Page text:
03-12-17 06:27 PM
  12. anon(9721108)'s Avatar
    Yup Apple are typically very fast on patching security flaws. Much faster than squishing certain bugs.

    But BB had been doing a pretty good job with their Android devices. They need to keep it up!
    Very fast for Apple almost to the point of "oh no not another update already!"

    It's my understanding that Google also does not have ALL the wiki leaks issues patched as well.....

    What I was surprised to read is that Wiki is interested in working with Apple and possibly Google.

    Regarding the CIA vs Wiki I am still undecided who I fear most in all of this.
    03-12-17 06:31 PM
  13. Bla1ze's Avatar
    I guess we should enjoy the little time this thread has before the "REEEEEEEEEEEE GOOGLE REEEEEEEEEEE" crowd shows up.
    Shhhh.. they're heaaaar you.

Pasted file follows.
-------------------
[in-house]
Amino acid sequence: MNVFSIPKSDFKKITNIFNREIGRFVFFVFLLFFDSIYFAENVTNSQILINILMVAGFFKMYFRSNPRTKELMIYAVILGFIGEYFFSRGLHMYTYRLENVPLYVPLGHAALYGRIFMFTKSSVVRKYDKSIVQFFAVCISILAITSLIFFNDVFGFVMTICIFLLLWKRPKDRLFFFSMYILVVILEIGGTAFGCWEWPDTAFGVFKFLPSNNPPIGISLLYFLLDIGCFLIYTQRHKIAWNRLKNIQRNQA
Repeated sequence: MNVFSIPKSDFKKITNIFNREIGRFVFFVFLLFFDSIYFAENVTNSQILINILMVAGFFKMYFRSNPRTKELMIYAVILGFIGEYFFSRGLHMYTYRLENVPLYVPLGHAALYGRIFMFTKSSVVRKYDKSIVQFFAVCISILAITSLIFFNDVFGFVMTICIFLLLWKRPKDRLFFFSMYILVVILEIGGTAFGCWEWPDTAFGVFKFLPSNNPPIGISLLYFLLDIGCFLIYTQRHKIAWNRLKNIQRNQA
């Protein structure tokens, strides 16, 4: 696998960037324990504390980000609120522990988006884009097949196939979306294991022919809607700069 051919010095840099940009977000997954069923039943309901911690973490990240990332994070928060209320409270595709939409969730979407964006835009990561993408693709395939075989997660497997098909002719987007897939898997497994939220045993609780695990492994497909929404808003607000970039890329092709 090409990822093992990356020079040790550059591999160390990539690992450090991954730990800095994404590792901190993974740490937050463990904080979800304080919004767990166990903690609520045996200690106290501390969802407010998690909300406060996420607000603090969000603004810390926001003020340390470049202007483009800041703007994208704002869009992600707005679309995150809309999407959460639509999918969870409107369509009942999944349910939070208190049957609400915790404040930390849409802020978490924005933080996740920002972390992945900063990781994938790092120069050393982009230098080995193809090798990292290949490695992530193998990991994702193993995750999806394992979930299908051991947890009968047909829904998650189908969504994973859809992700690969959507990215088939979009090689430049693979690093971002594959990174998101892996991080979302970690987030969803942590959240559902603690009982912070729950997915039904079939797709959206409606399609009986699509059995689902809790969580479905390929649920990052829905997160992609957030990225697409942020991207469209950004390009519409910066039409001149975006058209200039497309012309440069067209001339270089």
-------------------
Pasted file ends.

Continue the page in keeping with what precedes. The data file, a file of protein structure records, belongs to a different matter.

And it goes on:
03-12-17 09:37 PM
  14. sorinv's Avatar
    Yep, 'cause somehow, with all those updates every month for the past three- four years, they somehow missed the ones that the CIA was using.
    Such a joke...the more they fix the more they add, or else how would they still have a job?
    Imagine if planes had as many bugs as phones and every time they repaired a mechanical fault they would add another "to allow for better operation and verification."

    Posted via CB10
    03-12-17 11:00 PM
  15. thurask's Avatar
    Shhhh.. they're heaaaar you.
    Oh well.
    03-12-17 11:12 PM
  16. anon(9721108)'s Avatar
    Yep, 'cause somehow, with all those updates every month for the past three- four years, they somehow missed the ones that the CIA was using.